brokenhearted woman singing."
Another "Patron" Recollection
I also mentioned working on this
'Memory' to Arthur Herberg, 89, a retired Newark pharmacist. I asked him
if he had ever gone to Elving's.
"No," he told me, even though I
lived only a few blocks away at 74 Barclay Street. But my mother did.
"She told me one day, when I came
home from school, that she was going to Elvings because Molly Picon was
playing there and Molly was from her home town in Europe -- Warsaw."2
How Elving's Advertised
Israel Elving reached potential
audiences before each new show with advertisements in the Jewish
Chronicle, an English-language weekly published for Newark's Jewish
community, and in the Newark Edition of the Jewish Daily Forward, printed
But the most effective way he
targeted Elvings prime audience was with colorful window posters, printed
at the West Side Printing House, and placed in the windows of kosher
butcher shops in Newark, and in outlying communities in Passaic and Union
counties with sizeable Jewish populations.
Each shopkeeper received two free
passes for displaying the poster in his window.
Elving's Building Sold in Changed Neighborhood
The twenty-two year run of Elving's
Metropolitan Theatre at 117 Montgomery Street ended in 1944 when the
building was sold to Father Divine, founder and director of the Peace
By the time of the sale in 1944,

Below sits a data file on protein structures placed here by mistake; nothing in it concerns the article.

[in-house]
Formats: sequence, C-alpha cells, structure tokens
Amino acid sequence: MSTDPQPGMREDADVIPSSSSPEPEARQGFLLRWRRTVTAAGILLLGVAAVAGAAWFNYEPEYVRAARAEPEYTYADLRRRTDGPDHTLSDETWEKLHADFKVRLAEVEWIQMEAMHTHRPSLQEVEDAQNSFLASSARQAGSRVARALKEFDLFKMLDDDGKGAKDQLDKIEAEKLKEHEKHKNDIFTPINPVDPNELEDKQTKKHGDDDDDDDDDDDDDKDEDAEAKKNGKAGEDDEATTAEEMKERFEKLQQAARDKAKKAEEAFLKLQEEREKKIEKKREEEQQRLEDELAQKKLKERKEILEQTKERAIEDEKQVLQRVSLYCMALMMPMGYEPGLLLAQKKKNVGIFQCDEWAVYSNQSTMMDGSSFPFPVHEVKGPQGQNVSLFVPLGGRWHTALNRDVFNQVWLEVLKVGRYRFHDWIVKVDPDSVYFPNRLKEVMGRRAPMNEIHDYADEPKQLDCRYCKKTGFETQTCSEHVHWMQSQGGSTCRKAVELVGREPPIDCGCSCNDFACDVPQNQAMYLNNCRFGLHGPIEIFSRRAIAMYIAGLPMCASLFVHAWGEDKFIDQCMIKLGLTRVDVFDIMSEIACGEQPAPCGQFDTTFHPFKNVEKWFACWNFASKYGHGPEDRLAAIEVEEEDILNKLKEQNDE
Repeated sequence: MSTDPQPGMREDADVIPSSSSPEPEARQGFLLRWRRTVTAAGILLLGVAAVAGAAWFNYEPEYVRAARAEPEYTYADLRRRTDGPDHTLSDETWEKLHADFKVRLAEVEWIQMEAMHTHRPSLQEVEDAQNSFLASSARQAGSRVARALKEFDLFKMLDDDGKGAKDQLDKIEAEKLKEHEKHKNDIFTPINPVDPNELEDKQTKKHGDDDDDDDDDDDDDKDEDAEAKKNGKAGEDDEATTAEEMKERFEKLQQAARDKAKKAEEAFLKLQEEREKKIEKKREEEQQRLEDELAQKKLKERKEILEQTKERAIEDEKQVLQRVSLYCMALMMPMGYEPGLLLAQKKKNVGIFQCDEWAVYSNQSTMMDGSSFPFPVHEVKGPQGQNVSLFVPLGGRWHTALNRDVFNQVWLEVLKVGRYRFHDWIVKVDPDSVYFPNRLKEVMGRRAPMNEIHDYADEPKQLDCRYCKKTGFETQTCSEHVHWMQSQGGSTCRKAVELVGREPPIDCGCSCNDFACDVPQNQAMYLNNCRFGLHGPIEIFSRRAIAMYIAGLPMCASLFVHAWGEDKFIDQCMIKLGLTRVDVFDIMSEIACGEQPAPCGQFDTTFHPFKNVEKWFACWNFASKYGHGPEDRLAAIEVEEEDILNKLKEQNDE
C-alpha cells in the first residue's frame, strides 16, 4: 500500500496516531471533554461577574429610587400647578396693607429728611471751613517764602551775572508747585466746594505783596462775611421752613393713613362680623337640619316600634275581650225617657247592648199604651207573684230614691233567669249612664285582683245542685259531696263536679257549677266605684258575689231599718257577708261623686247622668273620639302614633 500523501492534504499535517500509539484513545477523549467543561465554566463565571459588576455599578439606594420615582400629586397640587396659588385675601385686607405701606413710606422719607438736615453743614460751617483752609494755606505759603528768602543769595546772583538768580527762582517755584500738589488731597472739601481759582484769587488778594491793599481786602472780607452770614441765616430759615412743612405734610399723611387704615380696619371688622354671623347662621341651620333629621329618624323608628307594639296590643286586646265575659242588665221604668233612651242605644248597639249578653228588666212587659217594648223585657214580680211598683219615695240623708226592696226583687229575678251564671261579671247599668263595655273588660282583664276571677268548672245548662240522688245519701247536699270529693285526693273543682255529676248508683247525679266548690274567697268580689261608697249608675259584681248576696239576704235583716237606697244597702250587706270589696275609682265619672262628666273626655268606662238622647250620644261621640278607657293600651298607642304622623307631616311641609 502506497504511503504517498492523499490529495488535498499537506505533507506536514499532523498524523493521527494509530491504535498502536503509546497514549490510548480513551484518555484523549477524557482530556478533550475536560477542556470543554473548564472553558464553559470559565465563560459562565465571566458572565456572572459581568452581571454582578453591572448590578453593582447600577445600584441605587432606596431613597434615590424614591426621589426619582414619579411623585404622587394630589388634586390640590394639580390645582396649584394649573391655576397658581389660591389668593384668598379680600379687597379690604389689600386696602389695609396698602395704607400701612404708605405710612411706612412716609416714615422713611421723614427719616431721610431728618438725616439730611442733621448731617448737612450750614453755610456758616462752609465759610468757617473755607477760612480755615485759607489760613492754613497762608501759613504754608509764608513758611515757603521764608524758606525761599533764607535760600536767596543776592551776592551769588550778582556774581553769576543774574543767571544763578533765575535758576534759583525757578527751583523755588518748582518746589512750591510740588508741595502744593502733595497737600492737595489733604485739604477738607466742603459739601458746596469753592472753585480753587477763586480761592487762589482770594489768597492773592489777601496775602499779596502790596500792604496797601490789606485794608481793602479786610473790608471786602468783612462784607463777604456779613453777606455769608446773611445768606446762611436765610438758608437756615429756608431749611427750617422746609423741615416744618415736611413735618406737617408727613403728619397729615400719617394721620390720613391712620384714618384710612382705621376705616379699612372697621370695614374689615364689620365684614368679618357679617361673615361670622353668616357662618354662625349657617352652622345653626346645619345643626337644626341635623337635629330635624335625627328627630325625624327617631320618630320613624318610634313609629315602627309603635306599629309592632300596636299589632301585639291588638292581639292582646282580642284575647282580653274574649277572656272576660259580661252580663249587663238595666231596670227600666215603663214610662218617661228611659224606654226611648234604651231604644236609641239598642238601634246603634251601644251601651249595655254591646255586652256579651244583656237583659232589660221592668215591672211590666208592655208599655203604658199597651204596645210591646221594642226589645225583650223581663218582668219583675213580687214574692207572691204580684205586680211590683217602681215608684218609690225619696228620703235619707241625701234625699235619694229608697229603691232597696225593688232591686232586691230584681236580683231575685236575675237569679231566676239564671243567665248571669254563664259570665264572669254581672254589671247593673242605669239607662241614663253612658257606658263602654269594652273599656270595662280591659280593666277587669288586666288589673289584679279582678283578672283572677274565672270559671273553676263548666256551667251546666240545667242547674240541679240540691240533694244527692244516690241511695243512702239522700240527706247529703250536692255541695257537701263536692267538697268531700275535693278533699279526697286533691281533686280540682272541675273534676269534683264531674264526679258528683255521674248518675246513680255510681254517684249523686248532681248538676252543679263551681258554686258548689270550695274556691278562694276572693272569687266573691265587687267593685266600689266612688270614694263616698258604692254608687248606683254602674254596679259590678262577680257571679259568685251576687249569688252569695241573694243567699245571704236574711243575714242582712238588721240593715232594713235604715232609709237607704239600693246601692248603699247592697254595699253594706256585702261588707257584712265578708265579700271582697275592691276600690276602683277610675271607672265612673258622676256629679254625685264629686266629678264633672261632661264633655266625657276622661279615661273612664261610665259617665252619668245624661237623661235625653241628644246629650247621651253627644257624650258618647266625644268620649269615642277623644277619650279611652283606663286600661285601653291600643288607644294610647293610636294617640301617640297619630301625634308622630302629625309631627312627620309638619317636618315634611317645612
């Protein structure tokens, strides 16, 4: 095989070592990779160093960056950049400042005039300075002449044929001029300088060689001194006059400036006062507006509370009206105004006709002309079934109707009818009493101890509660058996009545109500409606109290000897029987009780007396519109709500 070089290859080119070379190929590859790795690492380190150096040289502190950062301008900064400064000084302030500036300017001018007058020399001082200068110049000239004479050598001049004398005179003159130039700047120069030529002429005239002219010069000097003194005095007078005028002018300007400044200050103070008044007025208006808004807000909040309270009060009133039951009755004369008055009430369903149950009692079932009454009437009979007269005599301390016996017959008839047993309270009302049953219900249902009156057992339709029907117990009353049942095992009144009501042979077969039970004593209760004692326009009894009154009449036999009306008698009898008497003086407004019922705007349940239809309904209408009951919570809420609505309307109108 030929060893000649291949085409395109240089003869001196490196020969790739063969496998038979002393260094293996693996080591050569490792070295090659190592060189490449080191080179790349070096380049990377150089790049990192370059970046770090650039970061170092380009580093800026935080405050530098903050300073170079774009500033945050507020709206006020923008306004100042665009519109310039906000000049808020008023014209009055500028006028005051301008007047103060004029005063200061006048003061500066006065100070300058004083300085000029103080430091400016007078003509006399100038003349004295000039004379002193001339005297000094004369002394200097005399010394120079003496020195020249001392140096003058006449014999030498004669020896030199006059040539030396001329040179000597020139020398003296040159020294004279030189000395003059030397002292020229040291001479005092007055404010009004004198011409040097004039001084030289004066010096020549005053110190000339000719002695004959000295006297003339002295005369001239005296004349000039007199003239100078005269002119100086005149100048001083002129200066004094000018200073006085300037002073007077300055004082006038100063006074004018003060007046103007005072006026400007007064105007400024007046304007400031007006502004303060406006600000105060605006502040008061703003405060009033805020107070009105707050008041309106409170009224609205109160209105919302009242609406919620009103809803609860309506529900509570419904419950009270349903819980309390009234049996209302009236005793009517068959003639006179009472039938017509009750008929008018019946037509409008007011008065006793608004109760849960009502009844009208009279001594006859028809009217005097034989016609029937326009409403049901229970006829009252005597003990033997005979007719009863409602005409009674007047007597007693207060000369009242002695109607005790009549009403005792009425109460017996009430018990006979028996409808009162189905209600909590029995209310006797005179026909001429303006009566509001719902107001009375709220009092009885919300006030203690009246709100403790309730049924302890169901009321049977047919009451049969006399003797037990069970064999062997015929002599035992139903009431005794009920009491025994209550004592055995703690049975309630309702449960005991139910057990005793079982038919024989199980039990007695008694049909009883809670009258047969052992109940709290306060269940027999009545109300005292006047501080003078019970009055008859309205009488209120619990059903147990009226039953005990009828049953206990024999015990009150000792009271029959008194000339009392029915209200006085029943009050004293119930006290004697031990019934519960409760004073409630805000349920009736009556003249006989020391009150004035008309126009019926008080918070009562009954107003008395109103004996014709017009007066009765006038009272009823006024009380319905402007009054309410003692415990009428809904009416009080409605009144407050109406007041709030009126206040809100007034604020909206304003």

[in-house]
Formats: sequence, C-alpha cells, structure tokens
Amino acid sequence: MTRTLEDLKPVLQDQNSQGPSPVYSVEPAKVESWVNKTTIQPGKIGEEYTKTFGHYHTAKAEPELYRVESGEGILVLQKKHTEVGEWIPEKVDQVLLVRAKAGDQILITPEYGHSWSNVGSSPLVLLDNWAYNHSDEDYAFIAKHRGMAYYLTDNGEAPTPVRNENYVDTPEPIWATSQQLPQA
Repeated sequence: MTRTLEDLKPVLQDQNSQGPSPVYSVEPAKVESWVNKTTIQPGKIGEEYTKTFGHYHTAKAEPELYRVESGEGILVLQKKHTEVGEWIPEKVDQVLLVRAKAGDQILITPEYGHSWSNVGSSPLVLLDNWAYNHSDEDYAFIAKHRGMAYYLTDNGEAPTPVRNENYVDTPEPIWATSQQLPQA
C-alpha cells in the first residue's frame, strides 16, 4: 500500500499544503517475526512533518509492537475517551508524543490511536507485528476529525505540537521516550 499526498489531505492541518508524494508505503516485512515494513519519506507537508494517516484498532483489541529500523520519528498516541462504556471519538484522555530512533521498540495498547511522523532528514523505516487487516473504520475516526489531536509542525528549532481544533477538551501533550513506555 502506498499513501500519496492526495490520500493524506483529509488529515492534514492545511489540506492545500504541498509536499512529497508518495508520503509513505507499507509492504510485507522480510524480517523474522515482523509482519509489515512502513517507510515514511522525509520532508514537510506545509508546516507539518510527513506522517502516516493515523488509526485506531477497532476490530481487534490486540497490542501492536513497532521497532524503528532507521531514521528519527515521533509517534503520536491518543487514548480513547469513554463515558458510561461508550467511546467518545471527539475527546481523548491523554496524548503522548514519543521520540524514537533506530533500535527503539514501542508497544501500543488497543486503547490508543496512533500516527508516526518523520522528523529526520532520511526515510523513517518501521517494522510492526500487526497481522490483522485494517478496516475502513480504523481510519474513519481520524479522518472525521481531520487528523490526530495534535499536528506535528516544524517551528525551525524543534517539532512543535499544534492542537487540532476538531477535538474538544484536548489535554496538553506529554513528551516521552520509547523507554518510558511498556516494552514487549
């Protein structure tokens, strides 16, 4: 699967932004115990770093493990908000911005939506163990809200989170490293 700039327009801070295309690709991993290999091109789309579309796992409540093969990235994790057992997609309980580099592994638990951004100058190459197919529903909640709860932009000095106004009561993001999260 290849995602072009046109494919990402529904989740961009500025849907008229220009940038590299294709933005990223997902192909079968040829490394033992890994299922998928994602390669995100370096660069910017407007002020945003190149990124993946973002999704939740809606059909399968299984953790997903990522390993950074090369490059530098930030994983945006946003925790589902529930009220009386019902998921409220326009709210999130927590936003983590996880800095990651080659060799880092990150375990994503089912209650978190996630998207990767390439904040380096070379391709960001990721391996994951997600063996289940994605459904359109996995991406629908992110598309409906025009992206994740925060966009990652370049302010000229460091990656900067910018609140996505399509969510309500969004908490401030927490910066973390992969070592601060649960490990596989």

Newark's large Jewish population had already moved away from the once
heavily-Jewish Third Ward, where Elvings had a large walk-in attendance,
and their more prosperous orchestra patrons had moved to the outlying
suburbs and would no longer come into that Newark neighborhood4.
Israel Elving's Death
When Elving's general manager,
Israel Elving, died in 1947, funeral services were held in New York City
and his son, Aaron recalled for me that the mourners at the service were a
veritable "Who's Who" of the Yiddish theatre.
Many had played on Elvings stage in
its early years when road companies from New York's Yiddish Art Theatre
were booked for Newark performances.
A few of those in attendance, he
recalled, were Moishe Oysher, Aaron Lebedof, and Mickey Katz., father of
Israel Elving is buried in Elmont, Long
Molly Picon Remembers
In late 1963, Molly Picon, who
reigned as the Yiddish Theatre's "Sweetheart of Second Avenue," during the
1920s and 1930s, was starring in the stage production "Milk and Honey" at
the Paper Mill Playhouse in Millburn.
Aaron Elving, then 40, decided to
pay a courtesy call on Miss Picon, in appreciation for her earlier
appearances at Elvings. While attending a performance, he stopped by her
dressing room and after introducing himself, was warmly received.
He recalls her calling to her
husband, Jacob Kalich, and informing him of her visitor "It's an Elving!"
Then she turned to Israel Elving's
son and asked "Tell me -- Is the schvitz still across the street?"
By that time, Elvings Theatre was
no more, nor was the old Charlton Baths on Charlton Street.
The Elving Children
Bernard Elving's son, Philip,
attended Princeton, became a leading authority on analytical chemistry.
He had been a professor for decades at the University of Michigan.
Bernard's daughter, Eleanor, made a career in library science and retired
as a professor at Kean University in the early 1980s.
Israel Elving's son, Aaron,
graduated from South Side High School, and enjoyed a long career as a
sales representative in the electronics industry, from which he is retired
and living in Florida.